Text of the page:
The very first scorer, Pacult, was actually an 1860 player. A diagonal pass from Bernhard Trares, he took the ball on his chest - "and then I slammed it in," says the Austrian. "After that Bayern moved up a gear, Rummenigge with his brother Michael, Wiggerl Kögl worked the wings, Hansi Flick swept up loose balls - but Lothar Matthäus missed another penalty, and in the end we won 3-2." Rummenigge accepted it with good humour: "1860 were able to win one game against us in this stadium at least. It wasn't so much the quality, because we had the more famous team - but the Lions were all young pups, on average ten years younger."
New footballing temple in Munich
For the current chairman of the board, the result of the game was secondary. "We were all so incredibly proud that day - and I was standing down there, on the pitch... I was 49 years old and I thought: If I could start my career over again now, it would be the perfect lifelong dream." With the Allianz Arena, FC Bayern "has moved into a whole new league", said Rummenigge. "In the 80s and 90s, we always marvelled at the arenas at Milan, Madrid and Manchester. Now we had our own footballing temple. It was a milestone."
Opening ceremony against the national team
Impressive fan choreography! The Allianz Arena was opened on 31 May 2005 with a friendly against the German national team.
FC Bayern's official opening game was against the national team, where Sebastian Deisler scored in a Munich shirt. Herbert Hainer flew in from London especially for the match. As head of adidas, the current president was another elementary source of inspiration for the stadium. "We had a number of meetings late into the night about how we were going to participate as shareholders," he says. "Basically, we all built ourselves a living room - for the club, for the fans, a place where you can simply feel at home.
Debut goal for Roy Makaay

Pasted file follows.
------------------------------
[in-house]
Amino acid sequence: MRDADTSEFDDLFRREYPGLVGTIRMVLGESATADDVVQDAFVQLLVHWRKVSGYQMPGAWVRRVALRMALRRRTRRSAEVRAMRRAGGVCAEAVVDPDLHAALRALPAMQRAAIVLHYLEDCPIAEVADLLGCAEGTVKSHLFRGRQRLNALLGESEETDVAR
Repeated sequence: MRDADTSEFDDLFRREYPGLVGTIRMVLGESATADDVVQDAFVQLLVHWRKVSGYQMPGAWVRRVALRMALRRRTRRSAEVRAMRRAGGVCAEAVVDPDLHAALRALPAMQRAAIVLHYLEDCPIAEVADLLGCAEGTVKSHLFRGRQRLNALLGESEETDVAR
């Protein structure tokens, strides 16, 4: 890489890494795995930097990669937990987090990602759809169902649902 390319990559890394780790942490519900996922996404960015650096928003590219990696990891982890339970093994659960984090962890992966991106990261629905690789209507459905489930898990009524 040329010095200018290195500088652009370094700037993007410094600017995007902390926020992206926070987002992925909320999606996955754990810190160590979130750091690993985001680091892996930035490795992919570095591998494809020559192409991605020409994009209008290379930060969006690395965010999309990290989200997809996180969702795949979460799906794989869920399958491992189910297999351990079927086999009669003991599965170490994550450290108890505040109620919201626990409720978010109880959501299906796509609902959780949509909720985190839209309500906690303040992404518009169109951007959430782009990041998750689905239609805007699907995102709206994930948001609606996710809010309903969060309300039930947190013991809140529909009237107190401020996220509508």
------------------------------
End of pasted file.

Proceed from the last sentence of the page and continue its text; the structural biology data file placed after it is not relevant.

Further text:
Not a wonder goal but still a special strike. Roy Makaay scored FC Bayern's first goal in the new Arena against VfB Stuttgart's Timo Hildebrand.
The first goal for FCB in an official competitive match was scored by Roy Makaay in the semi-final of the League Cup against VfB Stuttgart on 26 July 2005: A cross from Bastian Schweinsteiger, a header from eleven metres out, and goalkeeper Timo Hildebrand let the ball slip through his legs. "A nice goal," the Dutchman says with a wink today, "it wasn't our day though - I missed another penalty and we lost 2-1." Makaay loved the arena from day one, "although the Olympic Stadium also had its charm. I always liked the way the fans went through the park to the stadium, we could see that from the bus." Nevertheless, the Allianz Arena "had become more and more impressive: Bigger, yet so narrow and loud, that was a bit of an adjustment for us players. I think it's always difficult when a club changes stadiums to take the identity of the fans with them. But the feeling got even stronger here."
The pride of FC Bayern
Hoeneß has to smile today when he thinks about his saying that he would lead a parade through the stadium when 1860 moved out. You have to see something like that "as tongue-in-cheek", he says, "I was never an enemy of 1860. They always regarded the arena as a ball and chain, but in reality it's a gold mine. I was proud as punch when it opened." One has to thank Franz Beckenbauer to this day for bringing the 2006 World Cup to Germany: "Otherwise we would never have gotten this stadium approved."
From car tyre to Munich's flagship
After TSV 1860 moved out, FC Bayern completely redesigned the Allianz Arena in the summer of 2018 and made it its own stadium.
Five designs were shortlisted at the time, but when it came to the Herzog&de Meuron model, Hoeneß first thought: "What kind of a car tyre is this?" Today he is happy that this design was chosen. "The concept is ingenious, the Allianz Arena is a beautiful flagship for the city." When he rides the escalators up before a game, "I keep thinking: Wow, this stadium is a masterpiece. Even after 15 years, it looks like it was inaugurated yesterday. There's no better stadium in the world." It was basically a sensation even before the first ball was kicked.